Soil is one of the most important aspects of how successful a garden is. A bad soil will not have the nutrients nor the structure to support plant life. Adding compost to soil both improves its structure, allowing for better water retention and air movement, but also provides essential nutrients.
Soil types are determined by the composition of particles within the soil. The three main particle sizes are sand, silt and clay. Sand is the biggest particle. It is gritty and allows for lots of water drainage. Sand soils do not hold water or nutrients very well. Silt soils are made of medium-size particles. These feel soft or floury when wet and in the hand. These soils retain too much water. Clay soils have the smallest particle sizes. These feel sticky and are dense when wet. Clay soils do not allow water movement. The ideal soil type has a combination of all three, but some plants require modified soils.
Compost is a soil amendment used in soil that does not have the right structure for growing plants. Compost is made of decomposed organic matter. It is made by combining organic waste into piles that either decompose naturally with the help of microorganisms, or composted by worms. Organic materials include yard waste, kitchen waste and bulking agents such as wood chips, shredded paper or cardboard. When added to the soil, compost relieves compaction.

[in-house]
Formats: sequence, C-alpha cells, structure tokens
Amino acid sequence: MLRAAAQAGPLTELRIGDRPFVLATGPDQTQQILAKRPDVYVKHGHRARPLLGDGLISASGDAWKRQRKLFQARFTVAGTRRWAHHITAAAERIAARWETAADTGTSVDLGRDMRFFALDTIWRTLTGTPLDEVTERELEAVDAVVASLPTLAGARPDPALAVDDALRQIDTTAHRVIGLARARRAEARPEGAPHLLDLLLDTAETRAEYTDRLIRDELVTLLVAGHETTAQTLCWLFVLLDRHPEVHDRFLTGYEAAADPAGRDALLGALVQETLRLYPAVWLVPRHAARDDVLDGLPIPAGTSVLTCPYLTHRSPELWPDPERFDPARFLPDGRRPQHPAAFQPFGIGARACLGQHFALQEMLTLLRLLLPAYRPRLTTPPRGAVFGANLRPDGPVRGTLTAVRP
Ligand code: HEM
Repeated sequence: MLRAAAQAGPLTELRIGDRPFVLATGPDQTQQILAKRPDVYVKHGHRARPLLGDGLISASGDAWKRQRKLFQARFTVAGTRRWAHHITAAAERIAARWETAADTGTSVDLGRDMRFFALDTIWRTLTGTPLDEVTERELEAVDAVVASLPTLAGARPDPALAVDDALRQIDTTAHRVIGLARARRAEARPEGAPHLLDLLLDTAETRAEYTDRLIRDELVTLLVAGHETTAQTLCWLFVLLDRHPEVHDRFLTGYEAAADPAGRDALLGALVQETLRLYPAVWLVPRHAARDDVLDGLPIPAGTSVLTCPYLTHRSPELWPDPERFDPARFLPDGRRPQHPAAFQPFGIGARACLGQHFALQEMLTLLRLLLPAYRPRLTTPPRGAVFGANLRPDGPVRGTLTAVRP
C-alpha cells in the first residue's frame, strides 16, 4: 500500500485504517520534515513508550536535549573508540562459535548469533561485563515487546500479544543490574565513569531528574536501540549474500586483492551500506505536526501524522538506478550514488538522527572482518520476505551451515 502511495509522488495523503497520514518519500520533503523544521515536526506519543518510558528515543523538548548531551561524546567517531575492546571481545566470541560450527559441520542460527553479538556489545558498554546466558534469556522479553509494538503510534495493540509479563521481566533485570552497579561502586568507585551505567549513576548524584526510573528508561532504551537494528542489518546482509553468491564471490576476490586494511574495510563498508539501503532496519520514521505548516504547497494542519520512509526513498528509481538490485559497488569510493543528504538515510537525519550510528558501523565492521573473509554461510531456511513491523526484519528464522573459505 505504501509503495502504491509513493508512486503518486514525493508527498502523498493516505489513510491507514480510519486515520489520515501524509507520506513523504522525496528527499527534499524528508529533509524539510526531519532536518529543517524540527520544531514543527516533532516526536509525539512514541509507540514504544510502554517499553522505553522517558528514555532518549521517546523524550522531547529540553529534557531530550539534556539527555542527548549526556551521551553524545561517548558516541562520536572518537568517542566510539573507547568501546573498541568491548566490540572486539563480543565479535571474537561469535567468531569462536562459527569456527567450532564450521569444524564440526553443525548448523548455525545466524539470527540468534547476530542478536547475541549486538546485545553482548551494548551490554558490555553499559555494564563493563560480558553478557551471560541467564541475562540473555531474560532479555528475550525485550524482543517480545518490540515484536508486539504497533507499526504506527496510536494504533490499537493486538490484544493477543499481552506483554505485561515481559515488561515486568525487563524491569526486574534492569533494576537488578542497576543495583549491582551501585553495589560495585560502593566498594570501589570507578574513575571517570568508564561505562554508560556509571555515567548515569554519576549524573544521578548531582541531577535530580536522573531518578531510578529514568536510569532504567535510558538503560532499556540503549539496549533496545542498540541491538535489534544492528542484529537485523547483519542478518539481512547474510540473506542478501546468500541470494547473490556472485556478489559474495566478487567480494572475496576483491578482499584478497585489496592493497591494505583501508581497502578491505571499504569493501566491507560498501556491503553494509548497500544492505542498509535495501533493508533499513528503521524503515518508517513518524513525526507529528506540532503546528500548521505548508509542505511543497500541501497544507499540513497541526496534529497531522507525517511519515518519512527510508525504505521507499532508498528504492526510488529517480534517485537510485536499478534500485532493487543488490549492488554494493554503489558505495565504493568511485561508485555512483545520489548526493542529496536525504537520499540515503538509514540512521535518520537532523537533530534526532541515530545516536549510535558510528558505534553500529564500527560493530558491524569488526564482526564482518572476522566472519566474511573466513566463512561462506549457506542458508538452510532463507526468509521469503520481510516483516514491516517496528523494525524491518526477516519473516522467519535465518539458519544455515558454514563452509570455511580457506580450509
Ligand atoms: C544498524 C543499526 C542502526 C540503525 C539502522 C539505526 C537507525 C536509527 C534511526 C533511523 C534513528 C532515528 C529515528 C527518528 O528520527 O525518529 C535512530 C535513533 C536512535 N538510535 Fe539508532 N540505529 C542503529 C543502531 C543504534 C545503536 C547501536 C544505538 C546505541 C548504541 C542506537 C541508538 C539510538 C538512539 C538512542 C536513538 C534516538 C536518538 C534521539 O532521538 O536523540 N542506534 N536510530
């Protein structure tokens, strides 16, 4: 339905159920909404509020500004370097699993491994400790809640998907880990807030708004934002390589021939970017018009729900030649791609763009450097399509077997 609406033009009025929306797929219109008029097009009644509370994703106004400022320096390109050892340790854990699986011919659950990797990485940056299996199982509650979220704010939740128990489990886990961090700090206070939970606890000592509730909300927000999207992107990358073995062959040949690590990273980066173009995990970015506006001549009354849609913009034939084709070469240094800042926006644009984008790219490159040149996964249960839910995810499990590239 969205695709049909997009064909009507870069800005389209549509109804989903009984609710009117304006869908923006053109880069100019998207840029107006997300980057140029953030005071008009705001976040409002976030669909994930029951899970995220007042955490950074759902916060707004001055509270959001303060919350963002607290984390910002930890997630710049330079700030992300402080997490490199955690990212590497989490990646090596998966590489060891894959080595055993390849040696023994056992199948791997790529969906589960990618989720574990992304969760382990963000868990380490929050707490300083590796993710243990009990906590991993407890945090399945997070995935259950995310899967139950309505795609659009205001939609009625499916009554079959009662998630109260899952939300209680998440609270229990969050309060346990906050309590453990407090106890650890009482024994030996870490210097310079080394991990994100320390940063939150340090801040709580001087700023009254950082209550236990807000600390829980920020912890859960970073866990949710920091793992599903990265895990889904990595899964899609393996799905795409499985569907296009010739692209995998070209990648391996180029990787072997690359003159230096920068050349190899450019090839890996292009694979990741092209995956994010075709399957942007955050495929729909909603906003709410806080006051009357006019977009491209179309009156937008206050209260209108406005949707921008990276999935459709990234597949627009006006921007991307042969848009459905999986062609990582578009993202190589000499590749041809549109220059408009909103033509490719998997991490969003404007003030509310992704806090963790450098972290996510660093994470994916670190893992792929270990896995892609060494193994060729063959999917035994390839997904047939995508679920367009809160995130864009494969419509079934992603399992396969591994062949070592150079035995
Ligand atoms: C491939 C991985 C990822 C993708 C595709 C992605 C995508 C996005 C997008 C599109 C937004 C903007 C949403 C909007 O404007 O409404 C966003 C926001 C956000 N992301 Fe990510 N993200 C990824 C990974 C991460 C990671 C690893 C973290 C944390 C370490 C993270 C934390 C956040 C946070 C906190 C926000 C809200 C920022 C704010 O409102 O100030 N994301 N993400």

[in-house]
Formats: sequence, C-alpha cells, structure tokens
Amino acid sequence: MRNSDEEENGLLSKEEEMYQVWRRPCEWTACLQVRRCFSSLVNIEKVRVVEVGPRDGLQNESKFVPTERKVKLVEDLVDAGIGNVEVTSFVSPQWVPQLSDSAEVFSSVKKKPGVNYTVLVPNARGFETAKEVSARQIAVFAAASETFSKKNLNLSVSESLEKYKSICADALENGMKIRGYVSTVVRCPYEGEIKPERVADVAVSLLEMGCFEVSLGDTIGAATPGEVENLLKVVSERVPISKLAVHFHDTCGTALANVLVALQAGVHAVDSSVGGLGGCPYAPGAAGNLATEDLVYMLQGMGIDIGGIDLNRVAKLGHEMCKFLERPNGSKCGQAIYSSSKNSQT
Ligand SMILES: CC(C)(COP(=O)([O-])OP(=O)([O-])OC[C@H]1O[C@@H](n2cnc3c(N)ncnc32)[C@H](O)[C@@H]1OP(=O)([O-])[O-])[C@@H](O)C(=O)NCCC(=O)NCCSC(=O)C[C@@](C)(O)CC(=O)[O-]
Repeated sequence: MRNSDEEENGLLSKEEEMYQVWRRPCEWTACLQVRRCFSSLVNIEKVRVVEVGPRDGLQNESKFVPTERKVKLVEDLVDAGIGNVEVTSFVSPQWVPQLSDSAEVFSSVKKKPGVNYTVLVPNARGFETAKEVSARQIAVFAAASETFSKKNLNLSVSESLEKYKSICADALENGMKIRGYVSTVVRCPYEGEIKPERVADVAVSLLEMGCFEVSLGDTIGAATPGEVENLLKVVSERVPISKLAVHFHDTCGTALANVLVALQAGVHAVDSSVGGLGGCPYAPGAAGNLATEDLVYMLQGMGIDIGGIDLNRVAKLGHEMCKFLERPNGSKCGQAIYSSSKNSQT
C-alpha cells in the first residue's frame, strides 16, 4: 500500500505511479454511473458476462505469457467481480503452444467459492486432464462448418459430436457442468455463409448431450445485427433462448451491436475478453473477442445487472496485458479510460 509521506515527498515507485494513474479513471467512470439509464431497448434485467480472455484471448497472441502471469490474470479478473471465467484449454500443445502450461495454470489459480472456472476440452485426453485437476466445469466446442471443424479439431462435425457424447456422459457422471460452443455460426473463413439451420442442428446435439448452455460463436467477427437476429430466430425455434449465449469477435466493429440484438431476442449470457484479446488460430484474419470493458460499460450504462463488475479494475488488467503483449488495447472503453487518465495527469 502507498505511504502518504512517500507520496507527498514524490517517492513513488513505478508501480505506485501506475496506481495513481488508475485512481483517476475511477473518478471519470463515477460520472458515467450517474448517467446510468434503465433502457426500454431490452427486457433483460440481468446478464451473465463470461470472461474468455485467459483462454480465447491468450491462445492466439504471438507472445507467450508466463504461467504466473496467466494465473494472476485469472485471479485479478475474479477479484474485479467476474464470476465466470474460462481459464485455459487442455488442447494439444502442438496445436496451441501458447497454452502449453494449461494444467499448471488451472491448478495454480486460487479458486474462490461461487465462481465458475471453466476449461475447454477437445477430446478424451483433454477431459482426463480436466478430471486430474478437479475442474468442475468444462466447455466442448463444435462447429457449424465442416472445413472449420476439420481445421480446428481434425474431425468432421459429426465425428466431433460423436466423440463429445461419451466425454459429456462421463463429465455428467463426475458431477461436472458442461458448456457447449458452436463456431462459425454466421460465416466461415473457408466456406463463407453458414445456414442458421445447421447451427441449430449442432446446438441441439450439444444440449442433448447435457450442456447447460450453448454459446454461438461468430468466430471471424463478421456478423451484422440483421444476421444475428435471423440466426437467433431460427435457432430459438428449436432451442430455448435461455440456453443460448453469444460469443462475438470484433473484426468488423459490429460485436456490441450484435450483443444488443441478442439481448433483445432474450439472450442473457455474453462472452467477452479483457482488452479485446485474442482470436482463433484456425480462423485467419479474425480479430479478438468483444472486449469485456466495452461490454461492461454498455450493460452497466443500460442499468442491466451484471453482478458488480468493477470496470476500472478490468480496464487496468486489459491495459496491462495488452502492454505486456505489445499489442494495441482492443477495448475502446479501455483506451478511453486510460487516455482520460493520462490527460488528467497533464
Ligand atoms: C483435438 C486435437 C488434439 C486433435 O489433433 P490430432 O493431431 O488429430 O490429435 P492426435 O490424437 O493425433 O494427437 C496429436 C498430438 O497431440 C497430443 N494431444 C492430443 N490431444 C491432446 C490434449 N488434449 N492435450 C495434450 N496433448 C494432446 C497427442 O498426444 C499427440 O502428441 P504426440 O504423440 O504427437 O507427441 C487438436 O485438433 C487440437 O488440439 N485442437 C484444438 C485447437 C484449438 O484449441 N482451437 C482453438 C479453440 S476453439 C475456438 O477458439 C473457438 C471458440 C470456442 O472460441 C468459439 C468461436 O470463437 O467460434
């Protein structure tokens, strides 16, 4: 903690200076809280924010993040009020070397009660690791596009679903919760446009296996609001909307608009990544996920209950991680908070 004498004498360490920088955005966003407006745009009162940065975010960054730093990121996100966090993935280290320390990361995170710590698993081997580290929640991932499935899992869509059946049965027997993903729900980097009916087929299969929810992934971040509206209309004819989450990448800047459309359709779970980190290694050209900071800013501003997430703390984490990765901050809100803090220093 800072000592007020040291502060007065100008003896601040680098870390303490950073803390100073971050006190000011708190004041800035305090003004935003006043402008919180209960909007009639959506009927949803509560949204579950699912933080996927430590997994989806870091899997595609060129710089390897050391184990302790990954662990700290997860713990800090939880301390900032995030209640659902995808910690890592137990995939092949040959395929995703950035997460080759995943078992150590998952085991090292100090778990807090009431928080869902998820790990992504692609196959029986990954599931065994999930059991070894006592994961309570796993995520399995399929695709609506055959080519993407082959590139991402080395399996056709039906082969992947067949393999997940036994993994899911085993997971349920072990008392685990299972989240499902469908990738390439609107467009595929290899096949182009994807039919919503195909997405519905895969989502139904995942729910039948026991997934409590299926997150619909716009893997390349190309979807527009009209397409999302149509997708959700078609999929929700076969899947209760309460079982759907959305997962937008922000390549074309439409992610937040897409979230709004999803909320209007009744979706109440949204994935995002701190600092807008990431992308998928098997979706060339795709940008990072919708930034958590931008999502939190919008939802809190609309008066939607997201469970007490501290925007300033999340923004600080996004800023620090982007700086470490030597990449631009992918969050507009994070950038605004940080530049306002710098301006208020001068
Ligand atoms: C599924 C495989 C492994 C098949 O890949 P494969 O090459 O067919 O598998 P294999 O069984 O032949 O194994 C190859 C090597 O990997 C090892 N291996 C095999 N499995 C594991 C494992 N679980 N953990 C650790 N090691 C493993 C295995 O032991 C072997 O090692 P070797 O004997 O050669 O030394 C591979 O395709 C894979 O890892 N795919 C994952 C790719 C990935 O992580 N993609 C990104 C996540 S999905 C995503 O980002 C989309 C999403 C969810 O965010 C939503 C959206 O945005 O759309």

Yard trimmings are a source of organic compost material for the garden. Adding leaves and grass to the soil of the garden increases water drainage and adds microorganisms to the soil as the material breaks down.
Scrap wood from log cutting and sawdust from housework is a valuable soil amendment for the garden. Wood scraps layered over the topsoil of the garden act as a mulch that helps reduce water evaporation and keeps the soil beneath moist. Mulch buried in the dirt adds small amounts of nitrogen as it composts, and also increases water retention and air circulation in the soil.